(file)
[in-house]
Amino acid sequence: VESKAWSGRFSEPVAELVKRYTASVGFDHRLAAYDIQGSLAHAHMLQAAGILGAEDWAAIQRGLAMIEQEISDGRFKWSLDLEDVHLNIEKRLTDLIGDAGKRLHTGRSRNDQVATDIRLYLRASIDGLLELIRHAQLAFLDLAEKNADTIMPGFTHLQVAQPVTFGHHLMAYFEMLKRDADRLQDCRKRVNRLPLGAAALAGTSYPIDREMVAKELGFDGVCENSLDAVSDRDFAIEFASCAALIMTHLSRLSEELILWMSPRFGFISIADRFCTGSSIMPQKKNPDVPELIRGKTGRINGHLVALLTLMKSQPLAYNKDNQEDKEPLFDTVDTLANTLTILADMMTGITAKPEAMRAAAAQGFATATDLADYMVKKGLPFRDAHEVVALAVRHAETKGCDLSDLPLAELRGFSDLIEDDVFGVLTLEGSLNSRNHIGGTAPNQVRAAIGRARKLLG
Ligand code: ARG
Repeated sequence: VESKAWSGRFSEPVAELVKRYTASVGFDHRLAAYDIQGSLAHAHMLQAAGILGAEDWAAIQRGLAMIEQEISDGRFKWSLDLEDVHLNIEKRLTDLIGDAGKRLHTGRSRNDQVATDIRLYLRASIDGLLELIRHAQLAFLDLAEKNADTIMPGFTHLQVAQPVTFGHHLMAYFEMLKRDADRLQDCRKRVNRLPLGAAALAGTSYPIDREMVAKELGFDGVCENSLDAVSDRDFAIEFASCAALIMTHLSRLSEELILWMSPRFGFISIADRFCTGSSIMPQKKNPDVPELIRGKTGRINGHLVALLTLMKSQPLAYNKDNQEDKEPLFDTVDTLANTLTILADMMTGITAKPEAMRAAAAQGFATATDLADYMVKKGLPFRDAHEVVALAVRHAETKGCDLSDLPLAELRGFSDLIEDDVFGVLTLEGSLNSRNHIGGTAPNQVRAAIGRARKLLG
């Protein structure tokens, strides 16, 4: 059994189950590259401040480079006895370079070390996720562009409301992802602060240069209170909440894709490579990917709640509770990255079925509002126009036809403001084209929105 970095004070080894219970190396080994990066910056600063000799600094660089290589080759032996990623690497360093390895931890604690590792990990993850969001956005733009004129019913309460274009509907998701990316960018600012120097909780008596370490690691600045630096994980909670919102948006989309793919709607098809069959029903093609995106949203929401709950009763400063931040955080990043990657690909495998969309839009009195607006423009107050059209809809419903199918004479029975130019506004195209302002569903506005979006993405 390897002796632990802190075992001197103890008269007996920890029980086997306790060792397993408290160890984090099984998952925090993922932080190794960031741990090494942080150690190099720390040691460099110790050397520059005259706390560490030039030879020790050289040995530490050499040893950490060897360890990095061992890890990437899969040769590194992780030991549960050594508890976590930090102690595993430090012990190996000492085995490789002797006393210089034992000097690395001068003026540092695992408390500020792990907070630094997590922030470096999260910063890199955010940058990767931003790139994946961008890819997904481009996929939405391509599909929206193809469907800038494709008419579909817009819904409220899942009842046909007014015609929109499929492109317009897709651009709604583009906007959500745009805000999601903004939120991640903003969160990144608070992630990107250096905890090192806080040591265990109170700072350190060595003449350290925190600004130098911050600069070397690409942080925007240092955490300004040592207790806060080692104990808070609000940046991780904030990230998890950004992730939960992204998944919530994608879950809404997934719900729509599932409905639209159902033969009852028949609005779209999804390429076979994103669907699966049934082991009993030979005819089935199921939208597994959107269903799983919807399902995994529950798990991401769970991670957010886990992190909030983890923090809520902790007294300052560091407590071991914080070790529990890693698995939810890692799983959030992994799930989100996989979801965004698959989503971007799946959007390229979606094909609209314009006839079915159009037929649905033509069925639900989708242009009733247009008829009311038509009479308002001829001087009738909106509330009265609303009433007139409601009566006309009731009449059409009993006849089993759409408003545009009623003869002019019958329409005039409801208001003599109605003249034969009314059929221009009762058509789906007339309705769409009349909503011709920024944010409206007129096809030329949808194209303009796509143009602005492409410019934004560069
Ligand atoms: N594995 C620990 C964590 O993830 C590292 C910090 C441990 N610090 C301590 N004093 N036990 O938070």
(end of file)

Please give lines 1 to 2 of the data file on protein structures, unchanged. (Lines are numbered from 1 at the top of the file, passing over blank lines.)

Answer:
[in-house]
Amino acid sequence: VESKAWSGRFSEPVAELVKRYTASVGFDHRLAAYDIQGSLAHAHMLQAAGILGAEDWAAIQRGLAMIEQEISDGRFKWSLDLEDVHLNIEKRLTDLIGDAGKRLHTGRSRNDQVATDIRLYLRASIDGLLELIRHAQLAFLDLAEKNADTIMPGFTHLQVAQPVTFGHHLMAYFEMLKRDADRLQDCRKRVNRLPLGAAALAGTSYPIDREMVAKELGFDGVCENSLDAVSDRDFAIEFASCAALIMTHLSRLSEELILWMSPRFGFISIADRFCTGSSIMPQKKNPDVPELIRGKTGRINGHLVALLTLMKSQPLAYNKDNQEDKEPLFDTVDTLANTLTILADMMTGITAKPEAMRAAAAQGFATATDLADYMVKKGLPFRDAHEVVALAVRHAETKGCDLSDLPLAELRGFSDLIEDDVFGVLTLEGSLNSRNHIGGTAPNQVRAAIGRARKLLG